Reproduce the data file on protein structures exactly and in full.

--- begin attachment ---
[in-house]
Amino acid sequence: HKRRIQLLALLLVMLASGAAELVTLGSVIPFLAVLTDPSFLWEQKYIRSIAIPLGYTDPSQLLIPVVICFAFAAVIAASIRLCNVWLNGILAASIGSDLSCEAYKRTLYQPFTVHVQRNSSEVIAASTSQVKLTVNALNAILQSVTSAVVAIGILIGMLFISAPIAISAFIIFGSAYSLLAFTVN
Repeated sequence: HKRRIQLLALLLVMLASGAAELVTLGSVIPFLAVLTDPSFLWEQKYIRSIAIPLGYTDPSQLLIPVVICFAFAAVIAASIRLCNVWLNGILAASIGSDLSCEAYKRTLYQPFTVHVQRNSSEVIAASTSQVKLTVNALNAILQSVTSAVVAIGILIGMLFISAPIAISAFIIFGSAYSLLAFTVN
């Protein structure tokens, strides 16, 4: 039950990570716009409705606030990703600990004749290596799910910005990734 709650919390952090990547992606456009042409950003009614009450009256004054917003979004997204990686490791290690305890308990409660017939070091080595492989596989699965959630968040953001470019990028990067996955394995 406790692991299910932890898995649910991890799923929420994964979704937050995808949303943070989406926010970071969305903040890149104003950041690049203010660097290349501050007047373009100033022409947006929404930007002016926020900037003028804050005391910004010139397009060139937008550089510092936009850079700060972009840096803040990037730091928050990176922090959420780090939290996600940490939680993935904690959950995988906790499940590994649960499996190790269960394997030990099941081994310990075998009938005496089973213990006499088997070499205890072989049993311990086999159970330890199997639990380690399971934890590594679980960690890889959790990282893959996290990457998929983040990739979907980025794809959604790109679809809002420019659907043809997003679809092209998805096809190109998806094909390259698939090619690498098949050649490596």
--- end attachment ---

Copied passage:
[in-house]
Amino acid sequence: HKRRIQLLALLLVMLASGAAELVTLGSVIPFLAVLTDPSFLWEQKYIRSIAIPLGYTDPSQLLIPVVICFAFAAVIAASIRLCNVWLNGILAASIGSDLSCEAYKRTLYQPFTVHVQRNSSEVIAASTSQVKLTVNALNAILQSVTSAVVAIGILIGMLFISAPIAISAFIIFGSAYSLLAFTVN
Repeated sequence: HKRRIQLLALLLVMLASGAAELVTLGSVIPFLAVLTDPSFLWEQKYIRSIAIPLGYTDPSQLLIPVVICFAFAAVIAASIRLCNVWLNGILAASIGSDLSCEAYKRTLYQPFTVHVQRNSSEVIAASTSQVKLTVNALNAILQSVTSAVVAIGILIGMLFISAPIAISAFIIFGSAYSLLAFTVN
């Protein structure tokens, strides 16, 4: 039950990570716009409705606030990703600990004749290596799910910005990734 709650919390952090990547992606456009042409950003009614009450009256004054917003979004997204990686490791290690305890308990409660017939070091080595492989596989699965959630968040953001470019990028990067996955394995 406790692991299910932890898995649910991890799923929420994964979704937050995808949303943070989406926010970071969305903040890149104003950041690049203010660097290349501050007047373009100033022409947006929404930007002016926020900037003028804050005391910004010139397009060139937008550089510092936009850079700060972009840096803040990037730091928050990176922090959420780090939290996600940490939680993935904690959950995988906790499940590994649960499996190790269960394997030990099941081994310990075998009938005496089973213990006499088997070499205890072989049993311990086999159970330890199997639990380690399971934890590594679980960690890889959790990282893959996290990457998929983040990739979907980025794809959604790109679809809002420019659907043809997003679809092209998805096809190109998806094909390259698939090619690498098949050649490596």